On this day in music history: April 10, 1990…

On this day in music history: April 10, 1990 – “Fear Of A Black Planet”, the third album by Public Enemy is released. Produced by Carl Ryder (Chuck D.), Hank Shocklee, Keith Shocklee and Eric “Vietnam” Sadler (aka “The Bomb Squad”), it is recorded at Greene Street Studios in New York City, Spectrum City Studios and The Music Palace in West Hempstead, L.I., NY from June – October 1989. After the major critical and significant commercial success of their second album “It Takes A Nation Of Millions To Hold Us Back”, Public Enemy return to the studio in mid 1989 to begin work on the follow up. Before that happens, the group become embroiled in controversy when Minister Of Information Professor Griff is interviewed by the Washington Times in May of 1989. In the interview, Griff makesanti-semitic remarks which erupt into a media firestorm, leading to his dismissal from the group. The controversy becomes so intense that Chuck D. announces that P.E. is disbanding just as “Fight The Power” (#1 Rap, #20 R&B), from Spike Lee’s film “Do The Right Thing” is being released. In truth, the statement is made in order to take the media scrutiny off of them, and to be able to work in relative peace. Much like previous album, P.E. seizes the opportunity to make statements about issues affecting the African American community, primarily “the state of race relations” in the United States. Like its predecessor, “Planet” weaves a musically dense fabric of samples for each track, utilizing various tools including the E-mu SP-1200 sampler/drum machine, Akai S9000, and a Apple Macintosh computer to create the tracks. Due to the complexity of synchronizing the large number of samples, and the time limitations of the samplers, The Bomb Squad layer them on multitrack tape by recording a SMPTE timecode (used for synchronizing film and sound) on to the tape, in order to properly synchronize all of the samples. Proceeded by the single “Welcome To The Terrordome” (#3 Rap, #15 R&B, #31 Pop) in January of 1990, chronicling the recent controversy with Griff (who is quietly reinstated back into the group), anticipation for the album is high. When “Fear Of A Black Planet” is released, it is a major success with fans and critics alike. It spins off a total of five singles including “911 Is A Joke” (#1 Rap, #15 R&B, and “Brothers Gonna Work It Out” (#22 Rap, #20 R&B). “Black Planet” is regarded as one of the best albums of the 90’s, and is added to the National Recording Registry by The Library Of Congress in 2005. In 2018, “Fight The Power” is inducted into the Grammy Hall Of Fame, becoming the first of P.E.’s seminal and influential recordings to be recognized by NARAS as being “culturally and historically significant”. “Fear Of A Black Planet” peaks at number three on the Billboard R&B album chart, number ten on the Top 200, and is certified Platinum in the US by the RIAA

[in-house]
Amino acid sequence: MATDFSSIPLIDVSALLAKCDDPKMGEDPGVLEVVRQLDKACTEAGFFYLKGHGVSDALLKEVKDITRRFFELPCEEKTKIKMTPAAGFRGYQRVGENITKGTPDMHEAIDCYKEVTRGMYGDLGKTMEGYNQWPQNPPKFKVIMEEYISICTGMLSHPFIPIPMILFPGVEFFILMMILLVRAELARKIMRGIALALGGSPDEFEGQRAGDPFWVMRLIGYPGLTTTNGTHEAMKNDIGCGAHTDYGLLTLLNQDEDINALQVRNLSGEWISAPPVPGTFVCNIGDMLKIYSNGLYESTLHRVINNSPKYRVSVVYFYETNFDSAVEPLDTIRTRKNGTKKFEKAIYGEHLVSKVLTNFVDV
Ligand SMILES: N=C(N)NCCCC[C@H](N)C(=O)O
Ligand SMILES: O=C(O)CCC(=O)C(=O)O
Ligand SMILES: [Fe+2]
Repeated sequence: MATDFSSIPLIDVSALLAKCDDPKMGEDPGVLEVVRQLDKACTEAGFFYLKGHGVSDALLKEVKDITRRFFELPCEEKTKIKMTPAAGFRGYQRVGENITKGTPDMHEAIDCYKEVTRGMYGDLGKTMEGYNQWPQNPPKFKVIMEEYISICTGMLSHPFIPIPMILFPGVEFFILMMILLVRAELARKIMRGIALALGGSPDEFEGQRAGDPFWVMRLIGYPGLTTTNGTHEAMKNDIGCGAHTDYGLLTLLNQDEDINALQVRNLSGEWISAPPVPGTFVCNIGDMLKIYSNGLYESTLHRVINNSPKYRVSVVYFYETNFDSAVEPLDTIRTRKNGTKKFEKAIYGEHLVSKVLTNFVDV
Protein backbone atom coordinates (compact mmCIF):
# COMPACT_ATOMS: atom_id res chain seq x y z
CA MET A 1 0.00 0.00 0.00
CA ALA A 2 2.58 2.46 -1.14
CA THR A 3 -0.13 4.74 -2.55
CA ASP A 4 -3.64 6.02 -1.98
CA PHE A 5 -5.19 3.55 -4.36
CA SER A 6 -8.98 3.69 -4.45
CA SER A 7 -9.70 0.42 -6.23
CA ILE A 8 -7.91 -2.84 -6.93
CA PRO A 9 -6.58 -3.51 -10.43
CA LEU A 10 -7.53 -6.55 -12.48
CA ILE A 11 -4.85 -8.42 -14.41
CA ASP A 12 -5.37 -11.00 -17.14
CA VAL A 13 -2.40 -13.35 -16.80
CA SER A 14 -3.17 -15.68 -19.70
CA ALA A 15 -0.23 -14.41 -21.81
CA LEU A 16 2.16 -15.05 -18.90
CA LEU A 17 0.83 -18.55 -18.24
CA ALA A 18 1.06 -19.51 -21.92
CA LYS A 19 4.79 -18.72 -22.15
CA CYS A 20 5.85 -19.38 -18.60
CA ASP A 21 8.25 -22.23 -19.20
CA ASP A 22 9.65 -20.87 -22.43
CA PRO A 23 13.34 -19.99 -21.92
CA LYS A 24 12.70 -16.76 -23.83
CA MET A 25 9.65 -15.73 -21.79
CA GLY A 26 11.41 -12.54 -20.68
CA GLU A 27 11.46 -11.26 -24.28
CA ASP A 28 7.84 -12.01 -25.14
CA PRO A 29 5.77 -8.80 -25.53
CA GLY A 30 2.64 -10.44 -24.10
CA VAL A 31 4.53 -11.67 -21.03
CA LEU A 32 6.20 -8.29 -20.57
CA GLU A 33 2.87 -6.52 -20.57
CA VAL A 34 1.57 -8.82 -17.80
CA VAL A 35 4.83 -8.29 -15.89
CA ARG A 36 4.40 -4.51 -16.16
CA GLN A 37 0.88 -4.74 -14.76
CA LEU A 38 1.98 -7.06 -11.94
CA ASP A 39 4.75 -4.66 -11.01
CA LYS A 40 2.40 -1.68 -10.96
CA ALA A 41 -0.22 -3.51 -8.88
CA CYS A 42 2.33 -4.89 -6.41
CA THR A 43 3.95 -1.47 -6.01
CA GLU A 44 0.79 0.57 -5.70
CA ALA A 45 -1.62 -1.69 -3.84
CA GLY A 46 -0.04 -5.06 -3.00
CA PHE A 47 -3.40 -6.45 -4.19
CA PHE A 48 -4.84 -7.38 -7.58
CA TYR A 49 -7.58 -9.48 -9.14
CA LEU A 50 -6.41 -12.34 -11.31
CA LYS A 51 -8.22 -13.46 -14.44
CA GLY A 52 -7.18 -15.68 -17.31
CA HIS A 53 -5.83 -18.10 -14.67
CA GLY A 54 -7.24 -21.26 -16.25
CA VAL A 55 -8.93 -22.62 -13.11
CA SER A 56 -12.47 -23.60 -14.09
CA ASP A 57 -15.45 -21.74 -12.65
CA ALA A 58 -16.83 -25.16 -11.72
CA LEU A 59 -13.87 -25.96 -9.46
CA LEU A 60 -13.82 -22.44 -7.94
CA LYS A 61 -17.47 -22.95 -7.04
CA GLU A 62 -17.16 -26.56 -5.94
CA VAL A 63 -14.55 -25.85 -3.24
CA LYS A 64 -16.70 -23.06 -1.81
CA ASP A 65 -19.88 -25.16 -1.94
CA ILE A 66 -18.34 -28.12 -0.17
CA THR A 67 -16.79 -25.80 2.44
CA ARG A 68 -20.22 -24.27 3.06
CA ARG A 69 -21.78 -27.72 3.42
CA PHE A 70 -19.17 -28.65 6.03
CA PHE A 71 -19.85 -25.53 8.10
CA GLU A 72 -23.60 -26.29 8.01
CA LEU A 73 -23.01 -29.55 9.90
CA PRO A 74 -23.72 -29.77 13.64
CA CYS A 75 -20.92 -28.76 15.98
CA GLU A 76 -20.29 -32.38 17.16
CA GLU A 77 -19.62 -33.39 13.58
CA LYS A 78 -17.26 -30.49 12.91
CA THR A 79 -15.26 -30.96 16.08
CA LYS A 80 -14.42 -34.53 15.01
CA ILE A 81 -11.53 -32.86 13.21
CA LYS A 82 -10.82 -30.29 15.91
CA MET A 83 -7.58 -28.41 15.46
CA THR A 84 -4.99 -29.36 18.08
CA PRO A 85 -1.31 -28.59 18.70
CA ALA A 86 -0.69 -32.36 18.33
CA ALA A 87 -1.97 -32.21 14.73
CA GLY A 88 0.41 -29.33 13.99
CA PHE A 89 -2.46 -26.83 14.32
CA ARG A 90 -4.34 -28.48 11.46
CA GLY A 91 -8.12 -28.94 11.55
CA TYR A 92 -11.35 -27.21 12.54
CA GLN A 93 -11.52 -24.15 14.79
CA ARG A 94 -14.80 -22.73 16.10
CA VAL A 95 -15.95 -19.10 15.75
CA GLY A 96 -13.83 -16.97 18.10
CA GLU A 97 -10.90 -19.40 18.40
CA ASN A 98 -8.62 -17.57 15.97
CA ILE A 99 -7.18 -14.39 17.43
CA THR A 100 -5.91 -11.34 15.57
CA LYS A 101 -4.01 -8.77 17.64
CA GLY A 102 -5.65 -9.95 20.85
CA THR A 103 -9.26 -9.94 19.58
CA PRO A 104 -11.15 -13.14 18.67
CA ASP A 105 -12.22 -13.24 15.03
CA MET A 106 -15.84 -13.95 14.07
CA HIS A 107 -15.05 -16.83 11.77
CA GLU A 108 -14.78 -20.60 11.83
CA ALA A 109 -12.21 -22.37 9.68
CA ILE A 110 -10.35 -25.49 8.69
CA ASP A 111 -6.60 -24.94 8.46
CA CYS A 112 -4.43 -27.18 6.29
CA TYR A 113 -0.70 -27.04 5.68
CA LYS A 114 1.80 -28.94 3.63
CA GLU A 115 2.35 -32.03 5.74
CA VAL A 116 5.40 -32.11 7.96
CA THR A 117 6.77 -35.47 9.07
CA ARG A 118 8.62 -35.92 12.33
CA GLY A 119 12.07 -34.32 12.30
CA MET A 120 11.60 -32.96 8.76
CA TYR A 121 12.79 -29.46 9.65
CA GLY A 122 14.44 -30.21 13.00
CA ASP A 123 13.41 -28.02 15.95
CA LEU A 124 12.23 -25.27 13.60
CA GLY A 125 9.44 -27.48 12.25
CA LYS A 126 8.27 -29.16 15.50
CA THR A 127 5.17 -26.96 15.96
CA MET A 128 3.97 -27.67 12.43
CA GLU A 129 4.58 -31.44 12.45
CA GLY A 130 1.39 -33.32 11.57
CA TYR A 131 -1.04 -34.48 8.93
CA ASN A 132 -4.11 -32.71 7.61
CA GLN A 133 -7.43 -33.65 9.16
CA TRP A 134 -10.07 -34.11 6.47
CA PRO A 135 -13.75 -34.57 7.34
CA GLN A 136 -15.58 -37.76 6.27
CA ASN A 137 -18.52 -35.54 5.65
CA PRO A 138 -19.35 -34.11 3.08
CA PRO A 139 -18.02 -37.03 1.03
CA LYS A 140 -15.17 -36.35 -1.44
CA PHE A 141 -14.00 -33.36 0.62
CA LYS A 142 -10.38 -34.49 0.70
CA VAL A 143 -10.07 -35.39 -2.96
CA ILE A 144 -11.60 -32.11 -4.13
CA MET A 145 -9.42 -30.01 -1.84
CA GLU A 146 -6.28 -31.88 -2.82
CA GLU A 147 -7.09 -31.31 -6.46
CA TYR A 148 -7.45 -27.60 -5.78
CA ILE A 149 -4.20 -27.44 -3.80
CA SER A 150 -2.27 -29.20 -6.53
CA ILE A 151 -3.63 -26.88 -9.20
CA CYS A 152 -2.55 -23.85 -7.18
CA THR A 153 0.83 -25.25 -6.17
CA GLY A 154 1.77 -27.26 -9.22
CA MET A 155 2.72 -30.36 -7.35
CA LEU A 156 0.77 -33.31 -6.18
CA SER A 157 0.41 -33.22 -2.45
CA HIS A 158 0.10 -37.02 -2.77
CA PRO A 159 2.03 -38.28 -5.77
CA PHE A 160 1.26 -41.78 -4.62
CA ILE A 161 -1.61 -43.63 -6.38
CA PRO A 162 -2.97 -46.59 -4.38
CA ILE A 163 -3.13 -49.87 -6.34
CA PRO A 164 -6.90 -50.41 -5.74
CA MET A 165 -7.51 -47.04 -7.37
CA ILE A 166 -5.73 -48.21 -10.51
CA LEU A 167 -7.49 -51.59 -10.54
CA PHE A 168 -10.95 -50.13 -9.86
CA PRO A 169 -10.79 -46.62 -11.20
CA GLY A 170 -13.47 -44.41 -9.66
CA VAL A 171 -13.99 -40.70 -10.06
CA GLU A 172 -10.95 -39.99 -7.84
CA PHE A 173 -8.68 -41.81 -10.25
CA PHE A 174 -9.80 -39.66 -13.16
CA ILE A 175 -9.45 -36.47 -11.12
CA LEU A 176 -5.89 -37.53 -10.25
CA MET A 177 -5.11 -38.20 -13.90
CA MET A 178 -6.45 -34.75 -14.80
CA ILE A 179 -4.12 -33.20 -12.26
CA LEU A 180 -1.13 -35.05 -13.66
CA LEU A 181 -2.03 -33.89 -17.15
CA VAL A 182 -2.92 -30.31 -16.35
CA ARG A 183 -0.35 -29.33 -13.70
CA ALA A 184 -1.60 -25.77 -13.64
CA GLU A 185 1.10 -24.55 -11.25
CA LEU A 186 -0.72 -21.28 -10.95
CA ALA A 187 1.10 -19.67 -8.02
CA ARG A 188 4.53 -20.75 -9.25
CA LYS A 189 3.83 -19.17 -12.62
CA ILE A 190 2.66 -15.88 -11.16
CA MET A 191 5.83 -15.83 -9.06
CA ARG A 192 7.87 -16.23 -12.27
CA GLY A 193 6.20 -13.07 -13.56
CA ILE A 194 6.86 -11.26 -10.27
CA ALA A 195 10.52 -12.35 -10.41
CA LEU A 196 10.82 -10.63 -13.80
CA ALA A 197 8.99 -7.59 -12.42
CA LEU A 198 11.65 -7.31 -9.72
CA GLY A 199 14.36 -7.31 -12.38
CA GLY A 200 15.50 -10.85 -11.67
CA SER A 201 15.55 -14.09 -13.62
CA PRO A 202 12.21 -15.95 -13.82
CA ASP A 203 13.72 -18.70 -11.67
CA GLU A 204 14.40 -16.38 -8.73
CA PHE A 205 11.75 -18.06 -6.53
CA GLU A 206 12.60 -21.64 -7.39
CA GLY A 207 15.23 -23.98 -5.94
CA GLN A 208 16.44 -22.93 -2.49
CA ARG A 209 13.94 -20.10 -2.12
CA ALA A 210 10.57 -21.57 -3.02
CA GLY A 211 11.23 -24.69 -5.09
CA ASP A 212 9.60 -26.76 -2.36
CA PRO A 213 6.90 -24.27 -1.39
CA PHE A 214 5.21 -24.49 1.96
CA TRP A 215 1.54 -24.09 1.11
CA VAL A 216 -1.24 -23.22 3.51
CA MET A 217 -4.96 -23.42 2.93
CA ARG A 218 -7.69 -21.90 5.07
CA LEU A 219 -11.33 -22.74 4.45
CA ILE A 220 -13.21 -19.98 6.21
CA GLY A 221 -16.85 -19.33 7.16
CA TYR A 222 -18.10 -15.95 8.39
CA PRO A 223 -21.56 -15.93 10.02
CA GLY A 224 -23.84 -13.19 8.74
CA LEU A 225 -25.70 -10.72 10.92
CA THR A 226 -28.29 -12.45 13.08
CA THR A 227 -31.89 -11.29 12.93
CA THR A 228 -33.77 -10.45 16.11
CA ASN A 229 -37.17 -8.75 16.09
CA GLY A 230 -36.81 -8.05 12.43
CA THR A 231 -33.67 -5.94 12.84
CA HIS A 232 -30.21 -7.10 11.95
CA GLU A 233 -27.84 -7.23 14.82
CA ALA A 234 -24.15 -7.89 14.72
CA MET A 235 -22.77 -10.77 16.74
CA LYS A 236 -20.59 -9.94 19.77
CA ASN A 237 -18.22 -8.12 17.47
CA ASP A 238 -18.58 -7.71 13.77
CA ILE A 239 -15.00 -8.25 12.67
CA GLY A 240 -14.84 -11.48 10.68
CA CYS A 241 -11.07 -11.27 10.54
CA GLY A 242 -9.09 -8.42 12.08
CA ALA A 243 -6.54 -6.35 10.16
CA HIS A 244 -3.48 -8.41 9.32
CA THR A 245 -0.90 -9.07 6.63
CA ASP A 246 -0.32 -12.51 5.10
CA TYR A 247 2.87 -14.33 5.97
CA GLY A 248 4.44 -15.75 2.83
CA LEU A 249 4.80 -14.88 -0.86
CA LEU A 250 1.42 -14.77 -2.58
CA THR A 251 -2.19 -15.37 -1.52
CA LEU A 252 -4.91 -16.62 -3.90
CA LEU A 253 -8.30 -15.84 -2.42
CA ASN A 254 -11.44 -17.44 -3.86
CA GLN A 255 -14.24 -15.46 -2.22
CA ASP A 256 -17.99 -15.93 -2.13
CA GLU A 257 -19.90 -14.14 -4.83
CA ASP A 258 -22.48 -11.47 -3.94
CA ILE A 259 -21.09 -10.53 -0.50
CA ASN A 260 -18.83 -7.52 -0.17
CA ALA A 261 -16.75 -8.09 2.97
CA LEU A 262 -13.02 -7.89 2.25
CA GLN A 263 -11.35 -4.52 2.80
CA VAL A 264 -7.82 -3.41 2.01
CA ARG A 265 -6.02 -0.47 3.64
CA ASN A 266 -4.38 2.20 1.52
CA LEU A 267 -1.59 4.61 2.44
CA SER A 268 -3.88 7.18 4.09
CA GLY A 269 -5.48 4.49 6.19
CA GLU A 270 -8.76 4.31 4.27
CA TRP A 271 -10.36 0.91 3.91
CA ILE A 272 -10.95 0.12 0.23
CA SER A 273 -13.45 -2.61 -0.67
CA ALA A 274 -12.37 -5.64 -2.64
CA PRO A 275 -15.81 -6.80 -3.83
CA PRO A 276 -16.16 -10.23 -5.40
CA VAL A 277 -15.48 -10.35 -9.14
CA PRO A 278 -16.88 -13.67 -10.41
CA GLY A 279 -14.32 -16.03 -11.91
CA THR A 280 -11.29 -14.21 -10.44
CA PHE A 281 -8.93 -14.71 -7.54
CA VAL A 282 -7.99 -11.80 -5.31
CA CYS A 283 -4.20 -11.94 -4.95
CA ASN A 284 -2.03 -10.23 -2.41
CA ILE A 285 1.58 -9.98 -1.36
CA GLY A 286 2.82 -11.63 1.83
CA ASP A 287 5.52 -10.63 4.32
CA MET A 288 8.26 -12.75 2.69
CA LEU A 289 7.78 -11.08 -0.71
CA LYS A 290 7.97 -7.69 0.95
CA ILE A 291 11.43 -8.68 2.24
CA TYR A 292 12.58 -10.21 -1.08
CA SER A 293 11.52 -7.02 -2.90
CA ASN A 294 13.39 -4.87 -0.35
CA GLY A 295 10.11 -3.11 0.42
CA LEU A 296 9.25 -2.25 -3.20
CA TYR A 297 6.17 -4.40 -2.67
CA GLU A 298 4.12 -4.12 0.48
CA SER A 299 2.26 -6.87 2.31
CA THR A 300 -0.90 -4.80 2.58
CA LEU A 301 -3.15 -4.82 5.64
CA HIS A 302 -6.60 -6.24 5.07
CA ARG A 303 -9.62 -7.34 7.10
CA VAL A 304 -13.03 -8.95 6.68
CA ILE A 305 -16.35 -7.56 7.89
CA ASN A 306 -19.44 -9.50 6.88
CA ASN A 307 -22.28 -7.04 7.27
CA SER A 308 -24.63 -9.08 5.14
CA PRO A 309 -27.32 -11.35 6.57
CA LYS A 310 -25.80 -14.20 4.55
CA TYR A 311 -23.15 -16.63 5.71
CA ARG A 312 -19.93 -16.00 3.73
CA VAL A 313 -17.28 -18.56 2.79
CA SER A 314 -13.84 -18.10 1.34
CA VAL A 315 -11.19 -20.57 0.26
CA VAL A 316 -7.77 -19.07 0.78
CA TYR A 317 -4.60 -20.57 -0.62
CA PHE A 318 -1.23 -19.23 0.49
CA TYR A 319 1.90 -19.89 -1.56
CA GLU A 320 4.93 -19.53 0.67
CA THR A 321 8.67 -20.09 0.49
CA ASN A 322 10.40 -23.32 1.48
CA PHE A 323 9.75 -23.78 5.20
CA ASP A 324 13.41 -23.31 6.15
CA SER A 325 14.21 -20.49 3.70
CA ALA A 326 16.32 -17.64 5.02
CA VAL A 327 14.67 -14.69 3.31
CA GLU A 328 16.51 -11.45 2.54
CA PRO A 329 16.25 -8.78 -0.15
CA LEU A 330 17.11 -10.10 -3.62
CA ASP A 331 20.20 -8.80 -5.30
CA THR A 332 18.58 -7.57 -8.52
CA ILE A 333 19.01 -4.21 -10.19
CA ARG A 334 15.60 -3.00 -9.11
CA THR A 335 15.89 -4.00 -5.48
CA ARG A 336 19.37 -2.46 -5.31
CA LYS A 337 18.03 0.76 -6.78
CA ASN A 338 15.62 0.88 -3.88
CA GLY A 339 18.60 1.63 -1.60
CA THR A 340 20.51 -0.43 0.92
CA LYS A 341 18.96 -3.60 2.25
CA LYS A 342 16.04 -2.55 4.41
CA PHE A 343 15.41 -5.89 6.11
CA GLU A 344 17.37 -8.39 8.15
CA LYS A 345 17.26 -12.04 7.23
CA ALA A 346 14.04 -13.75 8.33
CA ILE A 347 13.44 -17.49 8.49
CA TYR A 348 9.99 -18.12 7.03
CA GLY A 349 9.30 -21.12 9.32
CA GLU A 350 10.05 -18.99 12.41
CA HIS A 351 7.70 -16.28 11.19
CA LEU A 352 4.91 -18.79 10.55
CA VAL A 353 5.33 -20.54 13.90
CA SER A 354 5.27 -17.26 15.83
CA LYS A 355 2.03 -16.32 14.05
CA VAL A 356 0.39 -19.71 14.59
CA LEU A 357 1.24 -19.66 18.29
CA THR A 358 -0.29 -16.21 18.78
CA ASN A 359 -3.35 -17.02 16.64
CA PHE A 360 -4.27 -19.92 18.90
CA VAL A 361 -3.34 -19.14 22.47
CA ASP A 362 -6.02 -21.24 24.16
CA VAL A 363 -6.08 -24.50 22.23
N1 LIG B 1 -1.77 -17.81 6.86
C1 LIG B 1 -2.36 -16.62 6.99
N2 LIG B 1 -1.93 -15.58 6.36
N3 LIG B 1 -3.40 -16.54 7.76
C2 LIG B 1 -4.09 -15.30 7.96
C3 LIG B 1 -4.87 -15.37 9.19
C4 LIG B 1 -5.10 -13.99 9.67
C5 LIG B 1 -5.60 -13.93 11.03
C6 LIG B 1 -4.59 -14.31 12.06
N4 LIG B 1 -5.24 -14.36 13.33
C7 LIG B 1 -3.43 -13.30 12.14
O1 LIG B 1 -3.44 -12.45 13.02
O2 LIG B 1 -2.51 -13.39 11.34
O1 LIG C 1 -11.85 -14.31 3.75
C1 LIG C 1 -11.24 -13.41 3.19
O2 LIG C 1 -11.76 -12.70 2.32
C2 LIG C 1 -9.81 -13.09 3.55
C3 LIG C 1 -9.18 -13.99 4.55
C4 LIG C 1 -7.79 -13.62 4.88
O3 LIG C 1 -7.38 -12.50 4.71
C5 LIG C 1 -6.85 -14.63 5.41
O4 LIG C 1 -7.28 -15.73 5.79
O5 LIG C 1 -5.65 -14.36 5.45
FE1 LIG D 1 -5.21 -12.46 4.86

twixnmix: In the days after Dillinger was k…

twixnmix:

In the days after Dillinger was killed on July 22, 1934, massive crowds lined up outside the Cook County Morgue in Chicago to get a glimpse of the notorious public enemy.

On this day in music history: February 10, 198…

On this day in music history: February 10, 1987 – “Yo! Bum Rush The Show”, the debut album by Public Enemy is released. Produced by The Bomb Squad and Bill Stephney, it is recorded at Spectrum City Studios in Hempstead, L.I., NY from Mid – Late 1986. Originally known as Spectrum City and formed in 1982, the group is organized while Chuck D is a student at Adelphi University. Changing their name to Public Enemy, the groups concept is taken further with addition of DJ Terminator X, Minister Of Information Professor Griff and the S1Ws (aka Security Of The First World). P.E. tempers their music with a strong pro-black message, addressing issues affecting African American youth, and influenced by leaders including Malcolm X and the minister Louis Farrakhan. Powered by Chuck D’s strong lyrical delivery (aided and abetted by sidekick Flavor Flav) and The Bomb Squads innovative use of samples, the album receives copious praise from both underground and mainstream press upon its release including Best Album Of The Year accolades from New Musical Express’ critics poll. It spins off two singles including “Public Enemy No. 1” and “You’re Gonna Get Yours”. The vinyl version is reissued as a 180 gram LP by UK reissue label Simply Vinyl in 2000, and as a standard weight vinyl LP by Universal Music Group in 2014. “Yo! Bum Rush The Show” peaks at number twenty eight on the Billboard R&B album chart,  and number one hundred twenty five on the Top 200.